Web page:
At the heart of Philip’s call by God and conversation, at the heart of the church’s mission, at the heart of our evangelism, is love.  Love propels us forward into the world, down obscure roads into the unknown and into conversations and relationships with those whom we might not otherwise encounter.  Love propels us outward towards those on the margins and on the outside.  Because Jesus Christ was, and is, always about bringing those outside inside, and erasing the lines that we people too often draw between “us” and “them.”  It is sad that for much of the past 2000 years ago that the church has forgotten about Acts 8 when it comes to those who don’t fit into neat, preconceived sexual gender or orientation categories.  But make no mistake, as far as Philip and Acts are concerned, they are fully welcome in the church.

Evangelism grows out of love.  Because of the love we have experienced in and through God, we want others to experience that love.  We have good news to share.  Like someone who found a good doctor or a good counselor or good plumber, we share that helpful news with others, not because we are somehow superior, but because we want to pass on someone who was really helpful for us.  Or as D.T. Niles put, evangelism is nothing more than one beggar telling another beggar where the free feast is.  When we have experienced something good, and someone else is struggling, how can we remain silent if we love them?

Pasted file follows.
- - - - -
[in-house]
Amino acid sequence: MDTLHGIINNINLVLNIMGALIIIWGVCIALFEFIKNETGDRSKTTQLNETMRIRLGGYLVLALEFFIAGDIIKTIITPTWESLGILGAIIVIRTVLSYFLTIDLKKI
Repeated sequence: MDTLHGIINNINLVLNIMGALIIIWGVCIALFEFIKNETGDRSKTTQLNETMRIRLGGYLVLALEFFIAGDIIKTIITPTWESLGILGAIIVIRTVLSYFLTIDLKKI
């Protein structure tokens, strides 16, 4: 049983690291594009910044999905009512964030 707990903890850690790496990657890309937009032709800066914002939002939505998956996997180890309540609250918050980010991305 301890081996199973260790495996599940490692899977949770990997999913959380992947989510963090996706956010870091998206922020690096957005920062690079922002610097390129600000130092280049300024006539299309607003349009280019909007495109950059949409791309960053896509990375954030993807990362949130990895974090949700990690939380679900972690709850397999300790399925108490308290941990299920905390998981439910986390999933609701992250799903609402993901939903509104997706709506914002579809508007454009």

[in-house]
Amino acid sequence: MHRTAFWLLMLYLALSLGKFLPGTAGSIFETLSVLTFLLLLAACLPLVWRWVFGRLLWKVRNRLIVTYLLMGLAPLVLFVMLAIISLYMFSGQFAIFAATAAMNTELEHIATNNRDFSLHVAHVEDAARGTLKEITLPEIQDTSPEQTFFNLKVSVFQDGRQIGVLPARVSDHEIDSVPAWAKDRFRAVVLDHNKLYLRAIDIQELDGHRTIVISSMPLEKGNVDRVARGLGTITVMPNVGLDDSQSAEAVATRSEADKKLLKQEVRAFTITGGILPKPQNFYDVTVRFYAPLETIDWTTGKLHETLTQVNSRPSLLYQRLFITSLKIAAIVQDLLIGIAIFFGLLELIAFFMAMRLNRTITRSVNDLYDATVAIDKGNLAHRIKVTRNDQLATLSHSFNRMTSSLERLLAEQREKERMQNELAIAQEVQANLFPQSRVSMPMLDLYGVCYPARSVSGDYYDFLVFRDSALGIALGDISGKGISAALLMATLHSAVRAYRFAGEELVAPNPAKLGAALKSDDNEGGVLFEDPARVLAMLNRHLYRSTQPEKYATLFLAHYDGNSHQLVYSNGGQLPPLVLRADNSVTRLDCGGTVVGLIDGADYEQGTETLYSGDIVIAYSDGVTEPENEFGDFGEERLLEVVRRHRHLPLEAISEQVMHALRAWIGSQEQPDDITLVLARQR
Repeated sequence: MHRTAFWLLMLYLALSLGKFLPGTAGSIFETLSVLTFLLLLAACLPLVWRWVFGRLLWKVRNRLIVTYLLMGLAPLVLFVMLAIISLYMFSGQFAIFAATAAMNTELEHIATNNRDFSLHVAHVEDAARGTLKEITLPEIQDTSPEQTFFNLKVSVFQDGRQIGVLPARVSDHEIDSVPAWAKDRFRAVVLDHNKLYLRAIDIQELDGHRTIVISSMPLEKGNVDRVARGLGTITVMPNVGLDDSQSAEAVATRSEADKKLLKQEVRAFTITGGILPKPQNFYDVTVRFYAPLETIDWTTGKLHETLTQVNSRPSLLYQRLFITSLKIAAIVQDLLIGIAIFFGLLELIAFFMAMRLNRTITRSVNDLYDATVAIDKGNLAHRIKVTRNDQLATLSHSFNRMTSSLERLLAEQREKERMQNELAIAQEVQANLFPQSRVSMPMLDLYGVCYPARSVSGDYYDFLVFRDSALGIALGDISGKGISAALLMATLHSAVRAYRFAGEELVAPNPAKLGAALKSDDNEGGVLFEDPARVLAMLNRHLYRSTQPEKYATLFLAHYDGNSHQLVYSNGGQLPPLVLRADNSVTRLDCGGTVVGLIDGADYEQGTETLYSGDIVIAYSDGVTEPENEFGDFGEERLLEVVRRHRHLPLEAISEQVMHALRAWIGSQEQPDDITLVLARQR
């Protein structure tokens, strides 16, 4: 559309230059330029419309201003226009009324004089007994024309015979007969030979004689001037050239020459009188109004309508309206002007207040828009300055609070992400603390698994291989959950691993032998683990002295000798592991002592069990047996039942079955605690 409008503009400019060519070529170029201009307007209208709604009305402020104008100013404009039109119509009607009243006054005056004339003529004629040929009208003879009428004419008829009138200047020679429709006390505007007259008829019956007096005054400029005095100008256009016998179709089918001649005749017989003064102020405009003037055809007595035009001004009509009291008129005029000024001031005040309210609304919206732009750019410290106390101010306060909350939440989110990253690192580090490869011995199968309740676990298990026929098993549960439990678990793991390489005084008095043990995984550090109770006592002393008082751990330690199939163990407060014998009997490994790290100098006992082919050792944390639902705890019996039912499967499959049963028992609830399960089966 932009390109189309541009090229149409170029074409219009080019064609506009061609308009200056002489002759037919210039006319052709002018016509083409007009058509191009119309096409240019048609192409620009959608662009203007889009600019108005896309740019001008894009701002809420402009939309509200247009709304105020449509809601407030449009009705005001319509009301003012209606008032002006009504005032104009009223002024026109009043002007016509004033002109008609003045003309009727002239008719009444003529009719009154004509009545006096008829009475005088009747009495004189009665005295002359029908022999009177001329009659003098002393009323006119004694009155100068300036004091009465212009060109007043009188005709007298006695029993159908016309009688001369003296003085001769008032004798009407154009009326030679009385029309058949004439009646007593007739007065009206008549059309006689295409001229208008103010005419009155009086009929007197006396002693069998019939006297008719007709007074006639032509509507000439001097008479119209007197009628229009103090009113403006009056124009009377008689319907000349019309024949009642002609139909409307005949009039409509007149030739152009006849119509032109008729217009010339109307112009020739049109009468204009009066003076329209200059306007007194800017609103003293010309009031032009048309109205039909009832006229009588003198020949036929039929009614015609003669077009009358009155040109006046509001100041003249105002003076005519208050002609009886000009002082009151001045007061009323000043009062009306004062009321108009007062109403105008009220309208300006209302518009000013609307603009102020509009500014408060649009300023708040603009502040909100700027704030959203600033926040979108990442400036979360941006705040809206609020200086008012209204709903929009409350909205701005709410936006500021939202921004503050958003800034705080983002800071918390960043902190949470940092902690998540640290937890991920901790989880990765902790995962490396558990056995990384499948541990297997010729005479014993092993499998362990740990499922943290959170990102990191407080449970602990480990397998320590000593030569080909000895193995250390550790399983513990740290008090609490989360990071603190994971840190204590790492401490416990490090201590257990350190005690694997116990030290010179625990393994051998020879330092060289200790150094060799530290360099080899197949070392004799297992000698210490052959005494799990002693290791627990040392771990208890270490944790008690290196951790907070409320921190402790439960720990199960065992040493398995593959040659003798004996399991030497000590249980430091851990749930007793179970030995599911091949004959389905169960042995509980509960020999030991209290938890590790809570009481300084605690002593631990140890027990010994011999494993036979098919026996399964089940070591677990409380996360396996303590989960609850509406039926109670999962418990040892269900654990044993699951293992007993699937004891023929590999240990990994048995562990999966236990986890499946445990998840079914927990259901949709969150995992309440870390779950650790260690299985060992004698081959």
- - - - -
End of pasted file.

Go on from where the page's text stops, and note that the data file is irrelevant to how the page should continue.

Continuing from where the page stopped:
We are witnesses, not prosecutors or judges.  It is the Spirit who persuades, not us.  It is Christ who is our judge and the judge of others – not us.  We are simply witnesses, saying what we have seen and heard.  Instead of giving lectures, we simply say how our faith in God, how our participation in a community of faith, has made a difference in our lives.  Like Philip, we simply can extend an invitation for them to join us one Sunday in worship.  But it is always an invitation – not a sales pitch.  It is up to them – and the Holy Spirit – to take it from there.